Big Apple

June 15, 2009

Before more time evaporates I want to recount my recent whirlwind of activities in the New York area where I had the fabulous opportunity of mixing business and pleasure encompassing a niece’s wedding, teaching HC’s tanker ops and demurrage classes, participating in the 2009 Fort Schuyler Maritime Alumni Golf Outing, as well as tourist activities. Let’s face it, even though one may be born and raised across the Hudson River in New Jersey, actually staying in the Big Apple is truly experiencing all that makes NYC so special—the people, architecture, history, arts, entertainment, food, energy—wow, it’s invigorating! Although my colleague, Brendan Hoffman, and I teach the tanker operations and demurrage workshops worldwide, each locale with its own unique qualities, teaching in NYC is like a homecoming for me; my old stomping grounds.

In NYC, HC’s classes are taught downtown at The Seamen’s Church Institute on Water Street. SCI provides legal services and ministry to mariners and the venue houses a maritime museum with fabulous models of old sailing vessels as well as modern ships on display throughout the building. This part of NYC, the Seaport, is on the East River and has a feel of old-time Americana with low-rise historic buildings lining cobble-stoned streets with the backdrop of the famous Brooklyn Bridge; enjoying a beverage at one of the many new cafes that have opened in recent years feels timeless. The Financial District is only a few blocks away.

The delegates in HC’s tanker and demurrage training classes were from a diverse background and hailed from oil and chemical companies, brokerage firms, tanker management companies, and traveled from as far away as Indonesia, California, Illinois, and the surrounding New York area. When not in class, the delegates enjoyed a variety cuisine and activities ranging from taking in a Yankee baseball game at the new ballpark; visiting the Statue of Liberty; going to Broadway shows; and, walking down the new pedestrian lane on Broadway from Herald Square (Macy’s at 34th Street) to Times Square. When I was not preparing for the next day’s lesson or answering business emails, I found time to hang out with my sister, have dinner with business associates, shop in SoHo, watch the sailboats ply the Hudson River, and walk across the Brooklyn Bridge and around The Heights. What’s not to love?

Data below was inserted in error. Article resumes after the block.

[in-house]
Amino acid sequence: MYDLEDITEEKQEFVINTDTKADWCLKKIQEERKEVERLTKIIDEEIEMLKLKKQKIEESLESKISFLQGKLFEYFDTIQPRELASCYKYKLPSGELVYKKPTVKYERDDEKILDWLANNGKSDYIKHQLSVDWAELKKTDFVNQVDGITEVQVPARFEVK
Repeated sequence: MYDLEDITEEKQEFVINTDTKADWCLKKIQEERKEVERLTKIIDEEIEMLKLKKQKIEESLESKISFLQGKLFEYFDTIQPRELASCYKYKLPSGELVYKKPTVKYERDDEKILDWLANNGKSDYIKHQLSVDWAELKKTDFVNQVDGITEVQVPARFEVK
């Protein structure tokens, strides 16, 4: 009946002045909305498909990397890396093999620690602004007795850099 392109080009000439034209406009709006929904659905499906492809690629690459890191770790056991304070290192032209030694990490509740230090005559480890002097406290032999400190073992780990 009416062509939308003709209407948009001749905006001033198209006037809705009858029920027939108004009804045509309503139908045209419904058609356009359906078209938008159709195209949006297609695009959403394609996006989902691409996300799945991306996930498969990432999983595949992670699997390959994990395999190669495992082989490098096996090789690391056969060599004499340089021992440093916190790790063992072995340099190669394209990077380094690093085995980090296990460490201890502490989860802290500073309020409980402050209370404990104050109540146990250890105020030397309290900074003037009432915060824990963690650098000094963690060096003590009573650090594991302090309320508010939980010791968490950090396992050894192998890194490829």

After a week of teaching, I ventured over to Long Island to gear up for a much anticipated golf tournament hosted by the Fort Schuyler Maritime Alumni Association. Having played for the first time at Sands Point Country Club at this charity event last year, I was eagerly anticipating my return to see what, if any, improvements I had made to my golf game having been daunted a year earlier by Sands Point’s long holes and fast greens. Despite a year over year improvement (albeit nominal), it’s obvious that I must keep my day job.

The golfing, although fantastic, is second to the camaraderie enjoyed with associates. Mr. John O’Connor, of International Marine Consultants, has an office in nearby Syosset and is a graduate of Fort Schuyler. IMC provides technical marine services globally including Loss Control, Inspection Services, Port Captain, Spill Prevention and others. I have known John for about six years and can’t say enough about his organization’s maritime expertise and professionalism. I consider myself fortunate that our offices collaborate on joint service projects for clients from time to time. Together with his colleague, Mr. Stuart Vallis, from their U.K. office and Mike Jurewicz of Noble Americas Corp., we formed a foursome for the second year in a row. The day of golfing bliss was followed by an awards banquet at the Nassau Country Club. Based on our collective skill level, I’m certain that it’s the spirit of this charitable event and not the prizes that keeps us coming back!